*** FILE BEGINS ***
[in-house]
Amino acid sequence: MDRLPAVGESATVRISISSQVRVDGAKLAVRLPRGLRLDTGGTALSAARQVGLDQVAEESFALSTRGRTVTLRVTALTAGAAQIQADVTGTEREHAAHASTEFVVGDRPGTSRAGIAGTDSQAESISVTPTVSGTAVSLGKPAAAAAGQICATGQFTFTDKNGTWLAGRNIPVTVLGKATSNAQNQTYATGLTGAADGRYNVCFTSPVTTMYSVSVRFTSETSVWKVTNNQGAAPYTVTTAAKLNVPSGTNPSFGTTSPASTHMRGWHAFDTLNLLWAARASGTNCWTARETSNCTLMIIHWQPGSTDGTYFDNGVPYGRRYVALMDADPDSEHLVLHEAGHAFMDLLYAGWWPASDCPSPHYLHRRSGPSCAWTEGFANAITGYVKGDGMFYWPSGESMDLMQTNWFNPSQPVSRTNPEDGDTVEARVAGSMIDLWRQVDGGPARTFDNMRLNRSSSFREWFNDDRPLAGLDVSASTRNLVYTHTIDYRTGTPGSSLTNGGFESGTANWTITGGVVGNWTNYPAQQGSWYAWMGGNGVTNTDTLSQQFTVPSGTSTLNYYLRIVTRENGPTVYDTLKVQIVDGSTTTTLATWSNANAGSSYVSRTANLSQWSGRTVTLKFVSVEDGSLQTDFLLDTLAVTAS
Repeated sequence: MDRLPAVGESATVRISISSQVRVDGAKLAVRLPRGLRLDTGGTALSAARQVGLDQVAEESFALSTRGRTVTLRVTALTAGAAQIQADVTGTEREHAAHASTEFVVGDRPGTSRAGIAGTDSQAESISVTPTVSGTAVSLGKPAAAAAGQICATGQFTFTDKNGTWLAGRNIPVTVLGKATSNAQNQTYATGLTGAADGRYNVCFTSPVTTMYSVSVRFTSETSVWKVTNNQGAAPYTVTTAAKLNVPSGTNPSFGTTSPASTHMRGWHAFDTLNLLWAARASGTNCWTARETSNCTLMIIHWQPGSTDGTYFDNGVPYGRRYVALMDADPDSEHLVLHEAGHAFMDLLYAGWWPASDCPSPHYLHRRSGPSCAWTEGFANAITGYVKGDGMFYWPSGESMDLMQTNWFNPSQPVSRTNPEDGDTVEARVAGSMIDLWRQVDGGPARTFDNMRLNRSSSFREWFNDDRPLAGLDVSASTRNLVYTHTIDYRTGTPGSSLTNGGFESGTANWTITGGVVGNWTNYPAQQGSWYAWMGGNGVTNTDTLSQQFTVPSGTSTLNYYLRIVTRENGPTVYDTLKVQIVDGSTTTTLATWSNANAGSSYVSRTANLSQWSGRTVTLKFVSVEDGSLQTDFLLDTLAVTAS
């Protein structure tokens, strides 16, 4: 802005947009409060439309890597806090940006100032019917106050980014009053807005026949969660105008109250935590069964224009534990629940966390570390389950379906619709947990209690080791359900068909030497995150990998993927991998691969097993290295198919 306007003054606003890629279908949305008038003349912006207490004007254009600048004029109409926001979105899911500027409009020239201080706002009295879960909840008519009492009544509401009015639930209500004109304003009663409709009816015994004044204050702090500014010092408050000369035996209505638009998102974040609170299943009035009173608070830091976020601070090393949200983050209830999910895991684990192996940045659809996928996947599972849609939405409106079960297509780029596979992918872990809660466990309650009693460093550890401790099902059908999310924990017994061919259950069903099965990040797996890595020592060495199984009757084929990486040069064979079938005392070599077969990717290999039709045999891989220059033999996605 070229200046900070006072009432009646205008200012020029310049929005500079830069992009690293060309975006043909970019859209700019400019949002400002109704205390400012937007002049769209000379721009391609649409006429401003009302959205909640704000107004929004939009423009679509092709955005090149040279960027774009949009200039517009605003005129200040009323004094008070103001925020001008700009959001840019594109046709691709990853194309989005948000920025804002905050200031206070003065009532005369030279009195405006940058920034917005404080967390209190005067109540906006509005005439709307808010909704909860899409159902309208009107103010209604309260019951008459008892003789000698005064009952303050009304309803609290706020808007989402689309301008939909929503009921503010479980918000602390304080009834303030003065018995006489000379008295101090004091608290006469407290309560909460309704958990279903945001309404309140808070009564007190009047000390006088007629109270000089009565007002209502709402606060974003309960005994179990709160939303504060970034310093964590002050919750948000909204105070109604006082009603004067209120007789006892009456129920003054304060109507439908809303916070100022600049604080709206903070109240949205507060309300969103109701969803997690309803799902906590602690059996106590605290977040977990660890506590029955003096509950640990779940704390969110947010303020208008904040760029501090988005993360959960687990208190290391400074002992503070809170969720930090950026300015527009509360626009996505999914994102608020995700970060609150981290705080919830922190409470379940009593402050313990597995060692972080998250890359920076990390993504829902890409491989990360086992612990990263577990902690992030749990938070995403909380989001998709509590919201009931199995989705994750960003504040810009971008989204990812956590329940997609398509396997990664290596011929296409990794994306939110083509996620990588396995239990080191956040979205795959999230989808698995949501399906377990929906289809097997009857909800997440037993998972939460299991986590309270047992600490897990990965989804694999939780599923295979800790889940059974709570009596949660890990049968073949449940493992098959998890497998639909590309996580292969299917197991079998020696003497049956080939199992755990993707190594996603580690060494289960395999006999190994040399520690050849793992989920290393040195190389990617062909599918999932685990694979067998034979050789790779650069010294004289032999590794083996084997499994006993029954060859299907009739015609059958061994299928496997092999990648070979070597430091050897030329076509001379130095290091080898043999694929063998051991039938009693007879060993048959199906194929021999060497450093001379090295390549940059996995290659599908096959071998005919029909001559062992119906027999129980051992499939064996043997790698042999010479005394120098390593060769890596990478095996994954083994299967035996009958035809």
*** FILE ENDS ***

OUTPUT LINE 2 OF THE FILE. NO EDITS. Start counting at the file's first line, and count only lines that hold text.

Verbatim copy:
Amino acid sequence: MDRLPAVGESATVRISISSQVRVDGAKLAVRLPRGLRLDTGGTALSAARQVGLDQVAEESFALSTRGRTVTLRVTALTAGAAQIQADVTGTEREHAAHASTEFVVGDRPGTSRAGIAGTDSQAESISVTPTVSGTAVSLGKPAAAAAGQICATGQFTFTDKNGTWLAGRNIPVTVLGKATSNAQNQTYATGLTGAADGRYNVCFTSPVTTMYSVSVRFTSETSVWKVTNNQGAAPYTVTTAAKLNVPSGTNPSFGTTSPASTHMRGWHAFDTLNLLWAARASGTNCWTARETSNCTLMIIHWQPGSTDGTYFDNGVPYGRRYVALMDADPDSEHLVLHEAGHAFMDLLYAGWWPASDCPSPHYLHRRSGPSCAWTEGFANAITGYVKGDGMFYWPSGESMDLMQTNWFNPSQPVSRTNPEDGDTVEARVAGSMIDLWRQVDGGPARTFDNMRLNRSSSFREWFNDDRPLAGLDVSASTRNLVYTHTIDYRTGTPGSSLTNGGFESGTANWTITGGVVGNWTNYPAQQGSWYAWMGGNGVTNTDTLSQQFTVPSGTSTLNYYLRIVTRENGPTVYDTLKVQIVDGSTTTTLATWSNANAGSSYVSRTANLSQWSGRTVTLKFVSVEDGSLQTDFLLDTLAVTAS